After that we settled into a pattern: she could cast the quarter oz. lure she was using farther than I could a fly, so she fished the bays between the points while I got out on the ends of the rocky points where I could reach a little deeper water more easily. Pods of fish were cruising the shoreline anywhere from 15 to 40 feet from the bank. Lucky for me they were moving closer yet as they came around the points and the 25 feet or so of line I was able to shove into the wind was more than sufficient. First Marguerite would start catching fish as they would cruise by her, then a few minutes later I would start catching them. That would go on for a while, then the pod would move on and we would have to wait for another school to come in.

Wind casting

A school of whites isn't quite the organized hunting machine that a school of wipers can be so you don't as often see the bait balls on the surface, so it's more a matter of keeping your fly in the water and either moving until you find them, or sticking in one spot until they find you. When they are feeding like this, color and size of fly is less important than how it moves. It's almost not possible to strip a streamer fast enough sometimes and a slow moving fly will often not trigger the vicious strikes that make these fish so fun.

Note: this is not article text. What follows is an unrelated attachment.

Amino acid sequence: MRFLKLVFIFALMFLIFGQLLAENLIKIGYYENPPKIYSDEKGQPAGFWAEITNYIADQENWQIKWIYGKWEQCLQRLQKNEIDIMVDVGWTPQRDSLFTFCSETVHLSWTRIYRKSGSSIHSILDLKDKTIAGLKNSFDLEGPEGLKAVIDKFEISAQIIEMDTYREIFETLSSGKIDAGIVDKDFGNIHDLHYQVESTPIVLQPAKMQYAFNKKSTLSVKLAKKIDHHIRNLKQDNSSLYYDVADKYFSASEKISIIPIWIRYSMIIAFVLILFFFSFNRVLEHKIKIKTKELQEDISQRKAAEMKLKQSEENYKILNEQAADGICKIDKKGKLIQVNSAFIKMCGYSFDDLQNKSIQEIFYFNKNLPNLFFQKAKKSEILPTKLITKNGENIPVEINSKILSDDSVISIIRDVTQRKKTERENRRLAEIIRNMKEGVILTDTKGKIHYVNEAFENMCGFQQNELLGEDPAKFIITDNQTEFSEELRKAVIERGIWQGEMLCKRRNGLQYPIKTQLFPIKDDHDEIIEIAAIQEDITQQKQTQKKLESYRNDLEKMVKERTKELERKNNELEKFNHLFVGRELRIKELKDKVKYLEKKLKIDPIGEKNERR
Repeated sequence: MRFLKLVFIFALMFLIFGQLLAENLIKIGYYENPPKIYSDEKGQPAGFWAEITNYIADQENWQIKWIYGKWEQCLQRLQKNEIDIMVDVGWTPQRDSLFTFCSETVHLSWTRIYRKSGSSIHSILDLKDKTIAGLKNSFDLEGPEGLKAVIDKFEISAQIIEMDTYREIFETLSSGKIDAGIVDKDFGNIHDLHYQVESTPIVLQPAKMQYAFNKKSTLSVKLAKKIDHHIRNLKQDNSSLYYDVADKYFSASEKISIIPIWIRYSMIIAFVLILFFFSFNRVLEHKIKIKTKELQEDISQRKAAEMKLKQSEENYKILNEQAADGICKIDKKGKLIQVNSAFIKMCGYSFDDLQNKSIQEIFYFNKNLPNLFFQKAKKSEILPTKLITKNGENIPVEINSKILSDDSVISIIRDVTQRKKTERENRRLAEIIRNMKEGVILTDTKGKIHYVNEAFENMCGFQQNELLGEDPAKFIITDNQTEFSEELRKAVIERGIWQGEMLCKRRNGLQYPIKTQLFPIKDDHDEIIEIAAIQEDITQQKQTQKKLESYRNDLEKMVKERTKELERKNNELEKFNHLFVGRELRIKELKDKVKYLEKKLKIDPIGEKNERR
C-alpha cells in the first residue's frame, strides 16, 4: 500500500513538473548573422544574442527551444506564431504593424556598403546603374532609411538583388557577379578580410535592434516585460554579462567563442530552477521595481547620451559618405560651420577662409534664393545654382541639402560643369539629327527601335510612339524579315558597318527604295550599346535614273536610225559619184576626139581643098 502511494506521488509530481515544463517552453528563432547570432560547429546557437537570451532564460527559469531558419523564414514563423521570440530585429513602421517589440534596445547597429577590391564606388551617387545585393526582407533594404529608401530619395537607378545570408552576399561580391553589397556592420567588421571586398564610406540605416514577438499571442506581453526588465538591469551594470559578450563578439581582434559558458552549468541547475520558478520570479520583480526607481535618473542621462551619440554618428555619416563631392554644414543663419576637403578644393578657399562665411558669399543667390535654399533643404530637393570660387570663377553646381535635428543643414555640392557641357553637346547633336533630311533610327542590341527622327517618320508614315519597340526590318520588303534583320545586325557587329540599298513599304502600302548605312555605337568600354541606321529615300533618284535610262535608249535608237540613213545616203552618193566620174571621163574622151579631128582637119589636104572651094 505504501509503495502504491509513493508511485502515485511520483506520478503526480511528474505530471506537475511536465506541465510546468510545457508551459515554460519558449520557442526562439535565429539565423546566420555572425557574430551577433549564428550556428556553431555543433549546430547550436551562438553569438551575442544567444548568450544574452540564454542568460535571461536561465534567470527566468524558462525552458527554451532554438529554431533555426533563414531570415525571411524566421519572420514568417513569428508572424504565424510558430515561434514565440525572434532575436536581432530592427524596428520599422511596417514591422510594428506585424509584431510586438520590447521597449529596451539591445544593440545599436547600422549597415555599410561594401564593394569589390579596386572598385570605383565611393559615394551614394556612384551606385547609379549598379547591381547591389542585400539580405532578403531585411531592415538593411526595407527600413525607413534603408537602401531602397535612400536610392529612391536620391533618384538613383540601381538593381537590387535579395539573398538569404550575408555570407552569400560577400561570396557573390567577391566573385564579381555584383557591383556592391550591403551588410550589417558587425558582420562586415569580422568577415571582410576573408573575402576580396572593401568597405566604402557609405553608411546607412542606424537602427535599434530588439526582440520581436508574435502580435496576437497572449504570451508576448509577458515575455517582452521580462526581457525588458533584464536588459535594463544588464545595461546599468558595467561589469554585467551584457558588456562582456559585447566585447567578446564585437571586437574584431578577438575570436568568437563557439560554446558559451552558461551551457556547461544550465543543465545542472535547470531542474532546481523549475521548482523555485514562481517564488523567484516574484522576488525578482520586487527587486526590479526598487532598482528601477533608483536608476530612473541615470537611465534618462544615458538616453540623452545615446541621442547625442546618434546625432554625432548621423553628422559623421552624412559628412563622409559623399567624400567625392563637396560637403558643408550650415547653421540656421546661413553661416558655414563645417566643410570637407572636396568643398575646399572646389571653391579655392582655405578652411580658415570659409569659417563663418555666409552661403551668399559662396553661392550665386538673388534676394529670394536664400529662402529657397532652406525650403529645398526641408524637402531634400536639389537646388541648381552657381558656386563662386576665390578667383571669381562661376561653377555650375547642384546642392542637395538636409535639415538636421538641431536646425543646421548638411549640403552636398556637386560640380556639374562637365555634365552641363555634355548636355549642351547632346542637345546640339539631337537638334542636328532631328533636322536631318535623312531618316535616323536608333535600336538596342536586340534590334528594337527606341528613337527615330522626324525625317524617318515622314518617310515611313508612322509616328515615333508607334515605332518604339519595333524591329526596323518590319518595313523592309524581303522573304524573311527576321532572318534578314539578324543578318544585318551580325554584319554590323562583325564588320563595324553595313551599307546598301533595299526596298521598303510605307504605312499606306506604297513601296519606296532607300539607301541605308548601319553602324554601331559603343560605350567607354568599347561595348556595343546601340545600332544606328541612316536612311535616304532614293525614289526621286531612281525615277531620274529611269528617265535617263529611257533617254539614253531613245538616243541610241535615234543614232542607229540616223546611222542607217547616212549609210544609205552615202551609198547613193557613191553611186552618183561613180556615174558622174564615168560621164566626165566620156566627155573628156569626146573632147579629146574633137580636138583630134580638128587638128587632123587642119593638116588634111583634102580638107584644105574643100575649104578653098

White bass aren't the only fish that take advantage of these conditions to feed. The lake we were fishing also has fair populations of crappie, drum, walleye, and smallmouth bass, all of which are possibilities on a fly. During a lull in the white bass action I picked up a walleye and a smallmouth, both on that same crayfish colored clouser.


As noon approached, the action slowed down a bit, which was probably just as well since Marguerite had to be at work that afternoon and we had a good hour's drive home (she works from the house so we could cut it pretty close). I lost track of how many fish were caught altogether, but we had doubles on at several points, and there was never too much time passed between hook-ups once we found the right spot. The big thing though, was that we had an all too rare day when we could both be together catching fish and enjoying what turned out to be a beautiful, if somewhat windy day. ~ Tim Giger